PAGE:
June 6th, 2010
08:00 AM ET

Letters to the President #503: States rights...and wrongs

[cnn-photo-caption image=http://i2.cdn.turner.com/cnn/2010/images/06/04/art.obama.truck.jpg]Tom Foreman | BIO
AC360° Correspondent

Reporter's Note: President Obama was talking about taking on immigration reform, but I haven’t heard much about that lately, what with the oily Gulf, and other matters.  Perhaps my daily letter will be a reminder.

Dear Mr. President,

During your interview last week with Larry King you made a comment that has been on my mind.  In regard to the Arizona immigration law, you said something like, “This is a federal matter.  We can’t have each state just deciding on its own about immigration rights.”  Again, admittedly I am paraphrasing, and if I have it wrong, give me a ring and let me know.  “Hello, Tom?  This is the president.  What I actually said was ‘Larry, you’re looking wonderful.  What’s your secret?  Pilates?’”

Anyway, I don’t think anyone can reasonably argue with the first part.  Of course our immigration policies as a nation should be the purview of the Feds.  Sure, some states may feel they have no choice but to come up with their own laws as long as the DC crowd can’t get around to immigration reform.  I mean, the folks jumping the border don’t seem to listen when we say, “Hey, time out.  Our leaders in DC can’t really handle this issue right now.  Can you come back, oh say, next year?”  Still, like I said, as a practical matter this ought to be federal business.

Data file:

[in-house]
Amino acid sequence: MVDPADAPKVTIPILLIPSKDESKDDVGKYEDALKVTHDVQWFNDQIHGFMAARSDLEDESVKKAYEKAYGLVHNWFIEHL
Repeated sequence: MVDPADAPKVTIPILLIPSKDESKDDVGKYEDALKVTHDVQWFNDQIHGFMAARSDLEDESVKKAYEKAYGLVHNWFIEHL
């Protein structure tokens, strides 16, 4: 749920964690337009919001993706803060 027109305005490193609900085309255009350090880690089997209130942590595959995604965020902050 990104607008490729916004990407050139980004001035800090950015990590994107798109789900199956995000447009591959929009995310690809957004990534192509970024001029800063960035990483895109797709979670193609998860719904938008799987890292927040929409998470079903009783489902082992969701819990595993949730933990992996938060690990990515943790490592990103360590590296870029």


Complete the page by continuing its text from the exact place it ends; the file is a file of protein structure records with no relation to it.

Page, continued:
But let’s talk about the second part of your statement.  I understand that we don’t want to have an utterly chaotic mishmash of laws coast to coast on every issue, especially those that deal with what we might consider basic rights.  But how come so many politicos who scream so loudly for diversity, suddenly howl for homogeneity when it comes to any state that does not fall in lock step with the others?  Why can’t more conservative, liberal, or moderate states each create climates and laws which reflect the views of their populations?  Isn’t that part of diversity too?

Plenty of conservative places, for example, really did not like some of the more liberal laws in San Francisco years ago, but no one really did anything about it.  The voters by the bay wanted a certain type of city and they got it.  Good for them.  But why shouldn’t voters in Arizona, or Idaho, or Illinois, or Florida, or Maryland be able to do the same without undue outcry from others or interference by the Feds?

I know I’m potentially opening a can of worms here.  It is also late and I have not thought through all of the ramifications, but when you so confidently said, in effect, every state should be the same I thought that some folks might not feel that way.  Indeed, I wonder if it might not make a happier, healthier country if we encouraged more, not less, diversity in our states and their laws.

I think part of the problem is pure power.  It is the nature of national level politicians to say, “Let us be in charge of everything that really matters, after all, what do you locals know?”

But I think the locals all over know a lot of things.  And sometimes the anger directed at Washington begins with statements like that one you made, because it seems to be code for, “DC knows best.”  And the evidence is pretty overwhelming: That is not always the case.

Give a call if you get a moment.  And hey!  Blackhawks and Flyers all tied up in the Stanley Cup Playoffs!  Big game tonight.  Want to come over?


Follow Tom on Twitter @tomforemancnn.

Find more of the Foreman Letters here.

soundoff (No Responses)

Comments are closed.